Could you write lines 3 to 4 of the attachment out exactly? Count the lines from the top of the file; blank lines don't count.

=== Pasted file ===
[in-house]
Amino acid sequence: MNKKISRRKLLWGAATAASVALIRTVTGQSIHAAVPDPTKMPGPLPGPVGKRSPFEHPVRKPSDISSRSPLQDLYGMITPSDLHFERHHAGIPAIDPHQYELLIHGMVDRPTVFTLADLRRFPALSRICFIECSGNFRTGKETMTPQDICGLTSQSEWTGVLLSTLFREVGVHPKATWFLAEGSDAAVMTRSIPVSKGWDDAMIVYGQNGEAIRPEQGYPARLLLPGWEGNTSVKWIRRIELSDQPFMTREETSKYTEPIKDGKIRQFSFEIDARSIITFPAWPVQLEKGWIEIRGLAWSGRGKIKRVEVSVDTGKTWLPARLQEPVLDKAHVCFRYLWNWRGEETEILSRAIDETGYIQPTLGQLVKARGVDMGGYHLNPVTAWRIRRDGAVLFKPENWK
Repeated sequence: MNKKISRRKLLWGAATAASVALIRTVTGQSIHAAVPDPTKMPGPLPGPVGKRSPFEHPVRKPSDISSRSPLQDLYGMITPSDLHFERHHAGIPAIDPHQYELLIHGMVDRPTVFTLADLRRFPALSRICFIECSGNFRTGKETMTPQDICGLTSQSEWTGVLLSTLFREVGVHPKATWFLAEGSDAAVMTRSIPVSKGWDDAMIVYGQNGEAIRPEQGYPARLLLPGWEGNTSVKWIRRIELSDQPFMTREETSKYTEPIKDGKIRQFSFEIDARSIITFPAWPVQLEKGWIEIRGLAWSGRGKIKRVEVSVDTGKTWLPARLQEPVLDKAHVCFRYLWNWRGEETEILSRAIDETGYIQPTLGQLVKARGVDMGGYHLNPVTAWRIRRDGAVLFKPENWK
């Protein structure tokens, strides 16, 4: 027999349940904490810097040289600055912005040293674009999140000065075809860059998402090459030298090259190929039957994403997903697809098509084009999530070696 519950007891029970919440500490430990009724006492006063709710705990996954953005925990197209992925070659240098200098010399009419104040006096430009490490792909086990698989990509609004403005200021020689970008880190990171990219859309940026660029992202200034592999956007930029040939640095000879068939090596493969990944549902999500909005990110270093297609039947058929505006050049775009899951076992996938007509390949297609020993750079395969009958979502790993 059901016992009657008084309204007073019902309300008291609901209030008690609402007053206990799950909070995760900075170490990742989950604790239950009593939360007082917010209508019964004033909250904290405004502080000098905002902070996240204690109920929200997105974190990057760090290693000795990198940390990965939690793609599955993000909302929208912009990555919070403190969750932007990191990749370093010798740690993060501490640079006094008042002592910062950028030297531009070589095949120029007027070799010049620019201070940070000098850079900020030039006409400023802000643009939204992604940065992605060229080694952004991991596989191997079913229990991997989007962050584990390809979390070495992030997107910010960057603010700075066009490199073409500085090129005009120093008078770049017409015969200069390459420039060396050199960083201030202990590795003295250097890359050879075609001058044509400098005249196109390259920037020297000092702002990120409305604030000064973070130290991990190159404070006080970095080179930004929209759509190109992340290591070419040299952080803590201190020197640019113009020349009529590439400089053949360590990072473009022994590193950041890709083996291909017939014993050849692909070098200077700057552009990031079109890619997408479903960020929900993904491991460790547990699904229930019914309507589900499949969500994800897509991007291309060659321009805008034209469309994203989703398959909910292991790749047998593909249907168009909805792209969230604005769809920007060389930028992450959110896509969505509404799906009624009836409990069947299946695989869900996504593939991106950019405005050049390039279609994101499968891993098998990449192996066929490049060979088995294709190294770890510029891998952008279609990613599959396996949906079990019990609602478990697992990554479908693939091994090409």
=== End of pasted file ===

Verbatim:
Repeated sequence: MNKKISRRKLLWGAATAASVALIRTVTGQSIHAAVPDPTKMPGPLPGPVGKRSPFEHPVRKPSDISSRSPLQDLYGMITPSDLHFERHHAGIPAIDPHQYELLIHGMVDRPTVFTLADLRRFPALSRICFIECSGNFRTGKETMTPQDICGLTSQSEWTGVLLSTLFREVGVHPKATWFLAEGSDAAVMTRSIPVSKGWDDAMIVYGQNGEAIRPEQGYPARLLLPGWEGNTSVKWIRRIELSDQPFMTREETSKYTEPIKDGKIRQFSFEIDARSIITFPAWPVQLEKGWIEIRGLAWSGRGKIKRVEVSVDTGKTWLPARLQEPVLDKAHVCFRYLWNWRGEETEILSRAIDETGYIQPTLGQLVKARGVDMGGYHLNPVTAWRIRRDGAVLFKPENWK
């Protein structure tokens, strides 16, 4: 027999349940904490810097040289600055912005040293674009999140000065075809860059998402090459030298090259190929039957994403997903697809098509084009999530070696 519950007891029970919440500490430990009724006492006063709710705990996954953005925990197209992925070659240098200098010399009419104040006096430009490490792909086990698989990509609004403005200021020689970008880190990171990219859309940026660029992202200034592999956007930029040939640095000879068939090596493969990944549902999500909005990110270093297609039947058929505006050049775009899951076992996938007509390949297609020993750079395969009958979502790993 059901016992009657008084309204007073019902309300008291609901209030008690609402007053206990799950909070995760900075170490990742989950604790239950009593939360007082917010209508019964004033909250904290405004502080000098905002902070996240204690109920929200997105974190990057760090290693000795990198940390990965939690793609599955993000909302929208912009990555919070403190969750932007990191990749370093010798740690993060501490640079006094008042002592910062950028030297531009070589095949120029007027070799010049620019201070940070000098850079900020030039006409400023802000643009939204992604940065992605060229080694952004991991596989191997079913229990991997989007962050584990390809979390070495992030997107910010960057603010700075066009490199073409500085090129005009120093008078770049017409015969200069390459420039060396050199960083201030202990590795003295250097890359050879075609001058044509400098005249196109390259920037020297000092702002990120409305604030000064973070130290991990190159404070006080970095080179930004929209759509190109992340290591070419040299952080803590201190020197640019113009020349009529590439400089053949360590990072473009022994590193950041890709083996291909017939014993050849692909070098200077700057552009990031079109890619997408479903960020929900993904491991460790547990699904229930019914309507589900499949969500994800897509991007291309060659321009805008034209469309994203989703398959909910292991790749047998593909249907168009909805792209969230604005769809920007060389930028992450959110896509969505509404799906009624009836409990069947299946695989869900996504593939991106950019405005050049390039279609994101499968891993098998990449192996066929490049060979088995294709190294770890510029891998952008279609990613599959396996949906079990019990609602478990697992990554479908693939091994090409």